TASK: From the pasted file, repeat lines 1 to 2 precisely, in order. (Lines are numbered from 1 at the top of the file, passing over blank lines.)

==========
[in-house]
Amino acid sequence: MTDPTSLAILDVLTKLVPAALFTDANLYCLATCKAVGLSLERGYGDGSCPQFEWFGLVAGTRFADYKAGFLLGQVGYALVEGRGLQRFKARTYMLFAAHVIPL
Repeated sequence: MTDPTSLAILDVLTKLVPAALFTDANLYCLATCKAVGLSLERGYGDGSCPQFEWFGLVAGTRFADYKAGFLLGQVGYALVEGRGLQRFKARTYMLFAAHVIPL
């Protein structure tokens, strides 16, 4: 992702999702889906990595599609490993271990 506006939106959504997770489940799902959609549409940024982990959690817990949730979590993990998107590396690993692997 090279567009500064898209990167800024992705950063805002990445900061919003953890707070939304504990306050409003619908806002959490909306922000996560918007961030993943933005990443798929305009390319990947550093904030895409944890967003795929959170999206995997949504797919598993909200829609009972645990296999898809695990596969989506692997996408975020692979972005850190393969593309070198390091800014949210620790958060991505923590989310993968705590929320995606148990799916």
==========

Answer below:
[in-house]
Amino acid sequence: MTDPTSLAILDVLTKLVPAALFTDANLYCLATCKAVGLSLERGYGDGSCPQFEWFGLVAGTRFADYKAGFLLGQVGYALVEGRGLQRFKARTYMLFAAHVIPL